Arrows are not designed to expand or deposit energy into a target, it woud be a waste. You are talking about a whole 15 (fifteen) foot pounds of energy from a really fast bow. Arrows heads are designed to slice through and cut tissue, and energy that is transfered to the target negates this action.

Arrows do penetrate things, say like a plastic milk jug full of water quite easily, but that is because od a massive sectional density, and the lack of expansion and the propensity to yaw.

All Spire point bullets yaw, and some are designed to take advantage of this effect, like the russian 7.62 which yaws and flattens, making it achieve a more damaging terminal effect.

The 5.56 yaws as well, and does break at the cannelure (though I am not sure that the cannelure breaking was the original intent). Originally the 55 grain 5.56 was fired from a 1-14 twist barrel, giving the bullet enough stability to fly straight in the air, but caused it to destabilize quickly when it transitioned into another medium. Heavier bullets and tracer designs, as well as poor cold weather performance if the 1-14" twist barrels led to faster twist rates, like the 1-7" common in the military now.

the round nose bullets of FMJ .45acp and 9mm do not yaw as easily and, in that case, a bigger hole is desirable.
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Old March 26, 2005, 09:46 PM   #23
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Actually, momentum is what leads to penetration. What makes big holes is larger calibers and well designed hollow points
I think that's what I said about momentum and penetration--isn't it? When I said "deep holes" I was speaking of penetration.

As far as what makes BIG holes, I didn't address that. If you're talking just about the permanent wound channels, then bullet diameter and expansion play a part. However, it should be plain from looking at impacts in various mediums, or "bloodshot" meat in hunting, that there is damage beyond the actual permanent wound channel. That damage is largely the result of kinetic energy. Bullet expansion and fragmentation is also primarily a function of kinetic energy/velocity.

One of the comments about the 45/70, a relatively low velocity rifle round is that the bloodshot meat/temporary stretch cavity is remarkably small. That's just what should be expected based on the low velocity.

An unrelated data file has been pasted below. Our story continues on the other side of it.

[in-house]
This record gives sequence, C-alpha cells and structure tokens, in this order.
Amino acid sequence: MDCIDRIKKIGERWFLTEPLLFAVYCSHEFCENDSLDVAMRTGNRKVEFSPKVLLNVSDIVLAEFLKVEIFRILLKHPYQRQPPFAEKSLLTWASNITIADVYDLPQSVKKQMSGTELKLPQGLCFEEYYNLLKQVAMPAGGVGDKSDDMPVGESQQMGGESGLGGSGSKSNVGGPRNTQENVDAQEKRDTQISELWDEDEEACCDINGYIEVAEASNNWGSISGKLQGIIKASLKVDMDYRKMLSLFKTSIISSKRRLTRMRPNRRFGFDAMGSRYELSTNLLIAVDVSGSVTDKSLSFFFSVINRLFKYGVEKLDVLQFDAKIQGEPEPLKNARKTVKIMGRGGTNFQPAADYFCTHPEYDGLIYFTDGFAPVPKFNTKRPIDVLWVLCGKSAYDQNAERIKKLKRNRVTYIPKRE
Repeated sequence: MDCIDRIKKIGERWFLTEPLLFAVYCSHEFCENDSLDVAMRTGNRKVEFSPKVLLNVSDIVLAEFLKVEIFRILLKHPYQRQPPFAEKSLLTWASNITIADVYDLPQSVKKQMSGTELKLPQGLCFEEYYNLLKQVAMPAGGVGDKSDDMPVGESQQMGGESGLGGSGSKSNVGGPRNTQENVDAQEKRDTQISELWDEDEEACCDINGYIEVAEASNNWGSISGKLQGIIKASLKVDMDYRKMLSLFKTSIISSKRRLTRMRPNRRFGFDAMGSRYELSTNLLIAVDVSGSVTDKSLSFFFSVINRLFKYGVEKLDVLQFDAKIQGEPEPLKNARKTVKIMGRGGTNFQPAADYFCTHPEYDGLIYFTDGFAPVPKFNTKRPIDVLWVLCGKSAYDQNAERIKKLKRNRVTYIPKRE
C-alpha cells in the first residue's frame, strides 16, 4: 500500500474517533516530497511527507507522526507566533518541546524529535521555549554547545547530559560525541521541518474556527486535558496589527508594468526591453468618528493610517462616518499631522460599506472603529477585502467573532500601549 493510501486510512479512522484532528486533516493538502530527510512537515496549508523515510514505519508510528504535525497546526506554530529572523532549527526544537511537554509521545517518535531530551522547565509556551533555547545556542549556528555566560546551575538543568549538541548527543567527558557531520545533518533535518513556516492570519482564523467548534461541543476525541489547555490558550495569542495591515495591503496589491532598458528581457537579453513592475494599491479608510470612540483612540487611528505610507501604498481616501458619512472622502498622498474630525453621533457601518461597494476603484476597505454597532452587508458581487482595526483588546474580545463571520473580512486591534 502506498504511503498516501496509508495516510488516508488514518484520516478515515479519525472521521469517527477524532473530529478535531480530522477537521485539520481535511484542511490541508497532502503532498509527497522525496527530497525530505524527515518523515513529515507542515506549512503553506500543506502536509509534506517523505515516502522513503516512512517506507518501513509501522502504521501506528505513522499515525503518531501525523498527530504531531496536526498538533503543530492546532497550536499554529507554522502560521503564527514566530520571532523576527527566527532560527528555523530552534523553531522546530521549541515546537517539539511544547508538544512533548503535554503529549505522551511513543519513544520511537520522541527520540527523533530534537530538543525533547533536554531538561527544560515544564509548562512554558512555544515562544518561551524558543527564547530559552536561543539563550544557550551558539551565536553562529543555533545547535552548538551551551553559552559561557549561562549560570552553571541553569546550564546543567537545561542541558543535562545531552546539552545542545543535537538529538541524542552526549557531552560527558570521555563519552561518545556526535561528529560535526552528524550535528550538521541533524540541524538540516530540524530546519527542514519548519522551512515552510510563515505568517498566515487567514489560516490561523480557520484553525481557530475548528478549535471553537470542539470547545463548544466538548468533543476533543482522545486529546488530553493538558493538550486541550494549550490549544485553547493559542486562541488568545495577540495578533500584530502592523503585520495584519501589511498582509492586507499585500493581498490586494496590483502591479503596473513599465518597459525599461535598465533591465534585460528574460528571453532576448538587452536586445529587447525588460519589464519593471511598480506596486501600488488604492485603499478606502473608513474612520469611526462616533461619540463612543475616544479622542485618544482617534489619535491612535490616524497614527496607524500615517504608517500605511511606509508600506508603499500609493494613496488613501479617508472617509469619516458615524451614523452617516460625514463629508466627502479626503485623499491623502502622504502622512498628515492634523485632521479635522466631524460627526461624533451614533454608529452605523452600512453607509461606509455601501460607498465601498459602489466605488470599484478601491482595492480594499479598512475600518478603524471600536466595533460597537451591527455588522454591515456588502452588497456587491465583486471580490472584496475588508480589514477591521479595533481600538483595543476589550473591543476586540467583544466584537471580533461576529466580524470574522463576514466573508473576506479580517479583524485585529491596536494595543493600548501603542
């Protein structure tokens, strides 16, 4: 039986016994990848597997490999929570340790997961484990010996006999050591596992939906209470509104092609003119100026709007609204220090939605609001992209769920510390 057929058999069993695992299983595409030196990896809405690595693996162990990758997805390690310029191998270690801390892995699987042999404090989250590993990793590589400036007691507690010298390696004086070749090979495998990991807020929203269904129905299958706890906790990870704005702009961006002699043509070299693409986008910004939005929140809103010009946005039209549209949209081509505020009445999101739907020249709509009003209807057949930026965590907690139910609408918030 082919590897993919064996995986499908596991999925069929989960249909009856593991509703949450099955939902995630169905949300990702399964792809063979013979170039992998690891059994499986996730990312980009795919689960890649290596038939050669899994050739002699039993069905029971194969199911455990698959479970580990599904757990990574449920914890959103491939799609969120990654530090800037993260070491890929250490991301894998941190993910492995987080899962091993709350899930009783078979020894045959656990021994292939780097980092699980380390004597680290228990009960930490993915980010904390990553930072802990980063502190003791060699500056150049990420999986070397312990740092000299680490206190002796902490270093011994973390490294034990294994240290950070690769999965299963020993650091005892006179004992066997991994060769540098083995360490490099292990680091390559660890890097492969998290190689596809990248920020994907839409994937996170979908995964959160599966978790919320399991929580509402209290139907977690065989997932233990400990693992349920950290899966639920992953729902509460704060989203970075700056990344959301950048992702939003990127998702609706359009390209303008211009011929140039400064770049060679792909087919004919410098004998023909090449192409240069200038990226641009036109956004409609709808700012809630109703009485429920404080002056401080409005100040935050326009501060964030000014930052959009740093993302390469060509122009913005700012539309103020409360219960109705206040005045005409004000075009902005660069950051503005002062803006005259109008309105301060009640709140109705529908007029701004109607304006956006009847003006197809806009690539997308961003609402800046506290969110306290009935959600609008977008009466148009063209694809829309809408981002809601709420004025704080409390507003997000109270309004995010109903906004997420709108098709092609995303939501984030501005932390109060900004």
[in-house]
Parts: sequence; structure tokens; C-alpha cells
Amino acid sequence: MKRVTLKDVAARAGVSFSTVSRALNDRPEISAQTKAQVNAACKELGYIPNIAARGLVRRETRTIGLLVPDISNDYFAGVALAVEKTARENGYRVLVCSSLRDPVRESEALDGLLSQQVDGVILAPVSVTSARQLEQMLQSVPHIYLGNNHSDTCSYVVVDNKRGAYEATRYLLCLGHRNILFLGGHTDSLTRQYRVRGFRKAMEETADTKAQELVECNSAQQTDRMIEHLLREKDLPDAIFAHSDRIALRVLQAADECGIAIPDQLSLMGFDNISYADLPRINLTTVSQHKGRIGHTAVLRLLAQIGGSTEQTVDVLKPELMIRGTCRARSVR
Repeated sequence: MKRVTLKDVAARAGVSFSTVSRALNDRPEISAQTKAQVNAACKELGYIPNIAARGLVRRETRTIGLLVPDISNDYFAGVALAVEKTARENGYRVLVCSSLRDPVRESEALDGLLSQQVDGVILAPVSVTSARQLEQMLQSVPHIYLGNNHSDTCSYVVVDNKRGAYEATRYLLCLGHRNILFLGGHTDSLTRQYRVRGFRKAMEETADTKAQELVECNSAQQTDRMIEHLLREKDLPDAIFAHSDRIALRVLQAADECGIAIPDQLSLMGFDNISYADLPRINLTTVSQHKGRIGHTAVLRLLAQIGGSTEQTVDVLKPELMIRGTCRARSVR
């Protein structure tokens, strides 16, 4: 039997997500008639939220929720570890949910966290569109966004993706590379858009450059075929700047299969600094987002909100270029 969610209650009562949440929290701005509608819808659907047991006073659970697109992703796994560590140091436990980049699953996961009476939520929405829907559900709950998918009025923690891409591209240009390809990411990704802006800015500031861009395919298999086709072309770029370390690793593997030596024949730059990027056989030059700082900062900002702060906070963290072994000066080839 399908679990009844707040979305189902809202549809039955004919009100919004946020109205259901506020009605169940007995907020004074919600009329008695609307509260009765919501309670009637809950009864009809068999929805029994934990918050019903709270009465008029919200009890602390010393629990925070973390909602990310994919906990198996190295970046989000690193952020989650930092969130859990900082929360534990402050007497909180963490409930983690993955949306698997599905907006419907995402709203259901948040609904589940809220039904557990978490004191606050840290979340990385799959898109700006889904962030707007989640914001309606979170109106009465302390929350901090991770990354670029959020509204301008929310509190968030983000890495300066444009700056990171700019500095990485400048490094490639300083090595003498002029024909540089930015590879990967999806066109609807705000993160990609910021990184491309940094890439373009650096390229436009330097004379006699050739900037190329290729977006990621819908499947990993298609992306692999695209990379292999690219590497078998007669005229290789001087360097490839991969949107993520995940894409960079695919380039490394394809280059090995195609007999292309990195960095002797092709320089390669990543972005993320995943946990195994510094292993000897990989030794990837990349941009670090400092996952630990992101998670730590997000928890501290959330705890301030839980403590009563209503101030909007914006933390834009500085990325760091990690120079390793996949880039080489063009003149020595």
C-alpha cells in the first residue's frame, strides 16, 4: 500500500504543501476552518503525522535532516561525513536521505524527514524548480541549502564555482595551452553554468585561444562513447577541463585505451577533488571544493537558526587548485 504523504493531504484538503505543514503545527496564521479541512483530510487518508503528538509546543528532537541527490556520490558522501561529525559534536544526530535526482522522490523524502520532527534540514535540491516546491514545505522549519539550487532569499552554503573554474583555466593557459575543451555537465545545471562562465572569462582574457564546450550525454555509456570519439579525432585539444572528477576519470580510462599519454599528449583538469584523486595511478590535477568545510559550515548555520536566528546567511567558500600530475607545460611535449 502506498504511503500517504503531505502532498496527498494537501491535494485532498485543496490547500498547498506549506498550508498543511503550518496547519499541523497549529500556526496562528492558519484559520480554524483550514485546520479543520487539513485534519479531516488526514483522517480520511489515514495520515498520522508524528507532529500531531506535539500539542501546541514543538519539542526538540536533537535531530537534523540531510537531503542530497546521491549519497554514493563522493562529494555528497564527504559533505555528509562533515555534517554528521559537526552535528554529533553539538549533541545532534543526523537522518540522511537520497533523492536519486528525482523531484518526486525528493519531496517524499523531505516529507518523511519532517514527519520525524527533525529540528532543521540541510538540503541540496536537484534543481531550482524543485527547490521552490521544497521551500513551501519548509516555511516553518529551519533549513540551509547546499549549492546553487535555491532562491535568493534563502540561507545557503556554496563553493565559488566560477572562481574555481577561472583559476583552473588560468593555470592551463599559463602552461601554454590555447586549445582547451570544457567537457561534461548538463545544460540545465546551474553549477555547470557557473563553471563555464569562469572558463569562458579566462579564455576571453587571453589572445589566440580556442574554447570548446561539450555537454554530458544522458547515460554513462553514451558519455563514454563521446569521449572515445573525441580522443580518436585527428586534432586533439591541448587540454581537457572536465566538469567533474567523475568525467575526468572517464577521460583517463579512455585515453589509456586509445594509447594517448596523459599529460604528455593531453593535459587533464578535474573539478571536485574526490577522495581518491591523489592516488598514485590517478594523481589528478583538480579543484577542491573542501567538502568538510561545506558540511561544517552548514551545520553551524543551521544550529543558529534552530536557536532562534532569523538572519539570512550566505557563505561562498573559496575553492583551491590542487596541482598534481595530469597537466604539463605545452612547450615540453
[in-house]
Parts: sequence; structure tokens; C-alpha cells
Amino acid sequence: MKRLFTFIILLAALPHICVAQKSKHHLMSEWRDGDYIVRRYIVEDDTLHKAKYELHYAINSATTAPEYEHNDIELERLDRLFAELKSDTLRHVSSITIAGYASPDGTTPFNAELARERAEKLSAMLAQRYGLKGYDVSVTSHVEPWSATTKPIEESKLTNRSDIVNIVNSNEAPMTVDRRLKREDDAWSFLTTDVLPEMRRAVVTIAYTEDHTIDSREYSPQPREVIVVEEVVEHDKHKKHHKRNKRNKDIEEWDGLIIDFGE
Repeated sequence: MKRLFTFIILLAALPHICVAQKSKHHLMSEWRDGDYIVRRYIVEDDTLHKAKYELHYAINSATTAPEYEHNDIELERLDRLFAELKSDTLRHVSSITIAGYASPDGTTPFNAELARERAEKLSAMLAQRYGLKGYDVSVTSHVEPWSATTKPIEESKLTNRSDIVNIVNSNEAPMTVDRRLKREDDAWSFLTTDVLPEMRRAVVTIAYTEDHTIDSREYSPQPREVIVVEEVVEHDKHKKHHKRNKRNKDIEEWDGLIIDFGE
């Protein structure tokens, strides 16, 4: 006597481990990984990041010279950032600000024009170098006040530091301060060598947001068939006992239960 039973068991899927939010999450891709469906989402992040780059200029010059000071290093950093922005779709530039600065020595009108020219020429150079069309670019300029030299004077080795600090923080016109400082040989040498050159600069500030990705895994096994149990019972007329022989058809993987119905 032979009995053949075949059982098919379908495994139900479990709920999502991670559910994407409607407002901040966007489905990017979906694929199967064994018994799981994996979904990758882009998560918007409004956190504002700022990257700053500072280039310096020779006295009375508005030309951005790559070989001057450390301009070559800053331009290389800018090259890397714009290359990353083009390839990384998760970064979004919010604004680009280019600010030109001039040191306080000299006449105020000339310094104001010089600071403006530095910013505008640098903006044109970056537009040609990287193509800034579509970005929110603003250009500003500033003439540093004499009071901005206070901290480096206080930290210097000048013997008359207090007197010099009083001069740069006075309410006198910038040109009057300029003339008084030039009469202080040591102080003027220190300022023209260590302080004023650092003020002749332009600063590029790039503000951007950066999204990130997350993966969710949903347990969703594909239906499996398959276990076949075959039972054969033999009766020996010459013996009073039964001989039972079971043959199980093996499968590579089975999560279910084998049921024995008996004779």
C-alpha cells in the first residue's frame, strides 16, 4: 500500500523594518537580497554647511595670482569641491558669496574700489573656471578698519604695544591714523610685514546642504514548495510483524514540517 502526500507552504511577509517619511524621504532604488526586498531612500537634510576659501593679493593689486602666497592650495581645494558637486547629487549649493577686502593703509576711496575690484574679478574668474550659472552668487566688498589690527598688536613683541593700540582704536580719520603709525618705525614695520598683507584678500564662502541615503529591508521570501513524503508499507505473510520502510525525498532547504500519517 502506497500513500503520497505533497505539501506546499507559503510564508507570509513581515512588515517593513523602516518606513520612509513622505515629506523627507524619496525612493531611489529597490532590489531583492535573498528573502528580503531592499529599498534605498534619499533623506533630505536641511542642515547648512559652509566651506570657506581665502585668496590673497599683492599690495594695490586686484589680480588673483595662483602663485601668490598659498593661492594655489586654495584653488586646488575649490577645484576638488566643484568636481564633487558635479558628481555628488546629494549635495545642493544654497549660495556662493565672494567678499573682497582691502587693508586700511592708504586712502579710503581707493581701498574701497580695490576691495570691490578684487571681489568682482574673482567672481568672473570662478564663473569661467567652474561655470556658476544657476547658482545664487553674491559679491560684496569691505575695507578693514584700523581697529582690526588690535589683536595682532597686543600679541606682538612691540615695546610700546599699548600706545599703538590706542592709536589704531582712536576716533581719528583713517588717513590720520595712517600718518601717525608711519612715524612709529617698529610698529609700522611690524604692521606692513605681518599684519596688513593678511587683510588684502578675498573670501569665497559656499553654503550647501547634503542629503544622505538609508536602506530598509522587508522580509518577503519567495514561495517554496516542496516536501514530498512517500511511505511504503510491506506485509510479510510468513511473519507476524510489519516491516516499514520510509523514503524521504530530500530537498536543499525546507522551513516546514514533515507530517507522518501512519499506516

The extreme case of what temporary stretch cavities/kinetic energy can do is seen in varmint hunting when small animals are virtually "blown up" by the impact of a tiny, fast moving bullet. The bullet is clearly doing severe damage to parts of the animal that it never touches. That is not a function of momentum, expansion, bullet diameter or bullet design. It's a function of the velocity/energy of the bullet at impact.
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Old March 27, 2005, 01:30 PM   #24
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Quote:
Originally Posted by JohnKSa
The extreme case of what temporary stretch cavities/kinetic energy can do is seen in varmint hunting when small animals are virtually "blown up" by the impact of a tiny, fast moving bullet. The bullet is clearly doing severe damage to parts of the animal that it never touches. That is not a function of momentum, expansion, bullet diameter or bullet design. It's a function of the velocity/energy of the bullet at impact.
Varmits blow up because of the hydrostatic shock, which is a result of the velocity and energy of the round. Water does not expand. When you drop a rock in the water, you get ripples. The ripples is the hydrostatic shock in the body. When the liquid is contiained in an object that is contained such as a plastic jug or human body, a strong enough ripple (hydrostatic shock) will break the container or blow apart a prairie dog.

A .50 BMG will "cut" a person in half due to the hydrostatic force. A .50 caliber bullet moving at over 3000 feet/second has tremendous energy. When you take the weight of the bullet into account, you also have massive penetration. This is with FMJ bullets which should go perfectly straight through a person due to the sheer momentum the bullet carries.
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Old March 27, 2005, 03:58 PM   #25
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stephen426:

I'm still waiting on an answer for what arrows will penetrate that bullets won't!